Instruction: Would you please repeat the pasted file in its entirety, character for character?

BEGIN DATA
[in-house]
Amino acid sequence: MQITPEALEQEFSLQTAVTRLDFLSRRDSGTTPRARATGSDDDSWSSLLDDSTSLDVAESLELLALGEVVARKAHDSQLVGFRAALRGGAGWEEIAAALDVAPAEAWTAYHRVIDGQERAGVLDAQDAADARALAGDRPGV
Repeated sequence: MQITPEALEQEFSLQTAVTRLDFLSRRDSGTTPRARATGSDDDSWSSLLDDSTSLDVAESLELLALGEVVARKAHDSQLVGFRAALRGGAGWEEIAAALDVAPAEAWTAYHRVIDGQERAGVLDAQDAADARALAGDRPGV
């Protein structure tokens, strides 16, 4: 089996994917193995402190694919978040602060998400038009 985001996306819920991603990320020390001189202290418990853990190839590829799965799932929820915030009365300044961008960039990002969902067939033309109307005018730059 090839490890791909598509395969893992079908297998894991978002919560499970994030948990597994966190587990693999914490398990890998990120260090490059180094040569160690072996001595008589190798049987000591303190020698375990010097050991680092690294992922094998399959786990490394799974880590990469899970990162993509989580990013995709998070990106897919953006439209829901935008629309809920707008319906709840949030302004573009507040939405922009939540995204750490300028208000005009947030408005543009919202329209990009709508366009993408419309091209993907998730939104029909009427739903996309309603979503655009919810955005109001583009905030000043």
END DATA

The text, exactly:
[in-house]
Amino acid sequence: MQITPEALEQEFSLQTAVTRLDFLSRRDSGTTPRARATGSDDDSWSSLLDDSTSLDVAESLELLALGEVVARKAHDSQLVGFRAALRGGAGWEEIAAALDVAPAEAWTAYHRVIDGQERAGVLDAQDAADARALAGDRPGV
Repeated sequence: MQITPEALEQEFSLQTAVTRLDFLSRRDSGTTPRARATGSDDDSWSSLLDDSTSLDVAESLELLALGEVVARKAHDSQLVGFRAALRGGAGWEEIAAALDVAPAEAWTAYHRVIDGQERAGVLDAQDAADARALAGDRPGV
């Protein structure tokens, strides 16, 4: 089996994917193995402190694919978040602060998400038009 985001996306819920991603990320020390001189202290418990853990190839590829799965799932929820915030009365300044961008960039990002969902067939033309109307005018730059 090839490890791909598509395969893992079908297998894991978002919560499970994030948990597994966190587990693999914490398990890998990120260090490059180094040569160690072996001595008589190798049987000591303190020698375990010097050991680092690294992922094998399959786990490394799974880590990469899970990162993509989580990013995709998070990106897919953006439209829901935008629309809920707008319906709840949030302004573009507040939405922009939540995204750490300028208000005009947030408005543009919202329209990009709508366009993408419309091209993907998730939104029909009427739903996309309603979503655009919810955005109001583009905030000043």